Steve Charles—Bill Cook ’66 is one of the finest teachers and scholars to have graduated from Wabash. (Scholar with a capital "S"—this photo of Bill was taken Sunday as he waited in the Chapel for Baccalaureate to begin and passed the time with a little "light" reading.)

The Distinguished Teaching Professor of History at SUNY at Geneseo, and an authority on the life of St. Francis of Assissi, in 2005 he was a finalist for one of the nation’s most prestigious teaching awards.

Bill is also a father—a father who on Sunday experienced the joy of seeing his son graduate from Wabash. He passed along this memory of the event. After reading it, I just had to post it here.

The Best of Both Worlds
Last Sunday I sat in the bleachers on the Green of Wabash College in Crawfordsville, Indiana, and watched Eric Cuong Thanh Huynh receive his bachelor of arts degree in history. It was sunny but not too hot, breezy but not windy. There were no long speeches, and the graduation took a total of 75 minutes. It was the perfect day.

Let me back up a bit. Forty-one years ago, I walked across that same platform on that same Green and received my bachelor of arts degree in history. Even at that time, I imagined how wondrous it would be to see a son of mine (Wabash is a College for men) follow me across that platform. However, I dared not dream it too much. As my kids looked for colleges, Wabash did not appear to be a good fit for any of them for a variety of reasons. I had hoped that Angel would look at Wabash, but its distance from Geneseo and its lack of coeds meant that I was hoping in vain, and I did not try to make Angel fit Wabash.

When Cuong—he added the name Eric when he became a US citizen during his freshman year at Wabash—started to look at colleges, I suggested Wabash because I thought it would be a good fit. He was not interested. Hence I encouraged him to look at places that in some ways resembled Wabash, especially Hamilton College in Clinton, NY. When I asked him one last time if Wabash was worth looking into, he said ‘yes,’ and we were soon on a plane to Hoosierland. He had a good experience there and decided to apply, as did his good friend Devin Bennett, who also graduated last Sunday.

Cuong was accepted to Wabash, though I would still not quite allow myself to look ahead four years to his graduation. By the time he heard from Hamilton, it did not matter, for he had chosen Wabash. I sent him out alone to look one more time, and he came back with a fraternity pledge pin—not my fraternity but one he found as a community he wanted to be a part of.

Cuong and I drove out to Wabash together in August, 2003. He appeared pretty calm; in fact, Cuong rarely appears excited or disoriented. I had a sense he was nervous about being so far from home and nervous about being in a place with only one person he knew. A few weeks later, when I flew out for what was my first of many visits, I sat in the stands during a football game and watched him with his pledge brothers on the sidelines. Cuong was fine and had made friends.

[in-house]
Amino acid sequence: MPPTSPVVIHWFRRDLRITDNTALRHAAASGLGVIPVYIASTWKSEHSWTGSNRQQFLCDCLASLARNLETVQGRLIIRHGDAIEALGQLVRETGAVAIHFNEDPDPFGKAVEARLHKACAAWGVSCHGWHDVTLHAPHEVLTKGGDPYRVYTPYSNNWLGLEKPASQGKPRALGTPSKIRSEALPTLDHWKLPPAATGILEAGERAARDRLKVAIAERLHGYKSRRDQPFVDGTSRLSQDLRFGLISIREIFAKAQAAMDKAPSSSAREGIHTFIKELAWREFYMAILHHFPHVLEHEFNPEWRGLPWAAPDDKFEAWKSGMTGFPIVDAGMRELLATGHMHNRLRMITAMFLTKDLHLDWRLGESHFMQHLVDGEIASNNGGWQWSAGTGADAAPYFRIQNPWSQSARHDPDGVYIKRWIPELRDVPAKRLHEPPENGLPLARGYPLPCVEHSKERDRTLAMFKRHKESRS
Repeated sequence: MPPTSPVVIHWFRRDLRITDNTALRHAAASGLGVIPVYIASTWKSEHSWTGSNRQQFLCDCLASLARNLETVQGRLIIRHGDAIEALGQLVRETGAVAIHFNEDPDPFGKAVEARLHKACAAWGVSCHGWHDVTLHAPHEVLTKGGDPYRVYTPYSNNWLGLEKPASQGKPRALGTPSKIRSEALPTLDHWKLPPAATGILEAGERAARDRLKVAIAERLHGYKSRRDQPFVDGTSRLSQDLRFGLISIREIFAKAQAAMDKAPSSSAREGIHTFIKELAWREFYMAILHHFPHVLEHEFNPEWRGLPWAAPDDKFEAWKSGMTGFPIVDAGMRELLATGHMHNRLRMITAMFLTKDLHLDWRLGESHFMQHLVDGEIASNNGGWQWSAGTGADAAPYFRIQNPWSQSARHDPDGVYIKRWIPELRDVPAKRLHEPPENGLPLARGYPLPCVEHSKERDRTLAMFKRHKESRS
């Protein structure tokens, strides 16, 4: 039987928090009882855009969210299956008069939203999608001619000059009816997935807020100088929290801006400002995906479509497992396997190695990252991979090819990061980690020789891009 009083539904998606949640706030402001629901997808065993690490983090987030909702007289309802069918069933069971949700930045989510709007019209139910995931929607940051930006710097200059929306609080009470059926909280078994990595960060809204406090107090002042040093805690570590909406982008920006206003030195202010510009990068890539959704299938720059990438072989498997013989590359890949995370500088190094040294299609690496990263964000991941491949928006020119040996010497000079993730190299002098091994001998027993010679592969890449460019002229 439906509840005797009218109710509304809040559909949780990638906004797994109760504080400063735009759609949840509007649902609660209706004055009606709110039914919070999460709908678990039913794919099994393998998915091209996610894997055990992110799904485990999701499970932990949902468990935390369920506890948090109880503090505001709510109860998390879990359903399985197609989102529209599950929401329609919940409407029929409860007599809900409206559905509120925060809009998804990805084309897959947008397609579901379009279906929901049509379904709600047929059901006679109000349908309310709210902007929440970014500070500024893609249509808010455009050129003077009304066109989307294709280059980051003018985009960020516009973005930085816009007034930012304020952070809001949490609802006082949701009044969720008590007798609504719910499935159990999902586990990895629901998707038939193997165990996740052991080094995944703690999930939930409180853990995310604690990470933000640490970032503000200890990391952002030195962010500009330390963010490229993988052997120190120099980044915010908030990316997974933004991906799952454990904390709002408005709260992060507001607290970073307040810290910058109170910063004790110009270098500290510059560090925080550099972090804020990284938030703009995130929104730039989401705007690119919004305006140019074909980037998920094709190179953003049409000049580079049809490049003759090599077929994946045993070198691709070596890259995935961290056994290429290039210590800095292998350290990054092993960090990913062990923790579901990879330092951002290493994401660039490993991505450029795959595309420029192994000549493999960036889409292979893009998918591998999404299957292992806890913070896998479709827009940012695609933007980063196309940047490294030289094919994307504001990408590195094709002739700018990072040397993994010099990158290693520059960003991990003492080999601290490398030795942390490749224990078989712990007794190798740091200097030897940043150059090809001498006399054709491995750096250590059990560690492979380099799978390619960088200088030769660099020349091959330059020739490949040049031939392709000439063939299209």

Like most college students, Cuong had some academic successes and some disappointments. He had a pretty good first semester. In fact, he had a professor whom I had studied with during my first semester 41 years earlier; we got the same grade from him. I joked with Cuong that Professor Barnes must have grown soft in his later years, but he knew I was not serious, and Jim Barnes and I had remained in contact so I knew it was not so. If Cuong earned a B from Jim, he was going to be fine academically.

Cuong thought about majoring in English but finally decided on history. I think Cuong relied too much on cramming and last minute research, but he succeeded in fulfilling all of his graduation requirements.

Whenever I was with Cuong, be it in Crawfordsville, Geneseo, or somewhere in Europe, I got to see the effects of a fine liberal arts education on him. I saw it more clearly than he did, especially since I saw him only from time to time. It was thrilling to see him, imperfectly to be sure, derive the benefits of a first class education. He knows more than he thinks, and thinks better than he knows. Wabash had worked some of its magic on Cuong as it had on me, and I suppose that his is as indelible as mine.

So there I was at Commencement, 2007, singing every word of the College’s fight song and alma mater since I had sung them countless times during four years in the Glee Club. I saw a few alumni I knew who were now associated with the College. I chatted with Cuong’s friends and their parents. I gave a big hug to Devin Bennett. Before commencement, the College’s photographer took pictures of legacy graduates, those who had relatives who were Wabash men.

When John Kennedy received an honorary degree from Yale, he proclaimed to have the best of both worlds—a Harvard education and a Yale degree. I felt like the man who really had the best of both worlds—a Wabash degree and a son with a Wabash degree.

The tears flowed. Life just doesn’t get much better than this.

—Bill Cook ’66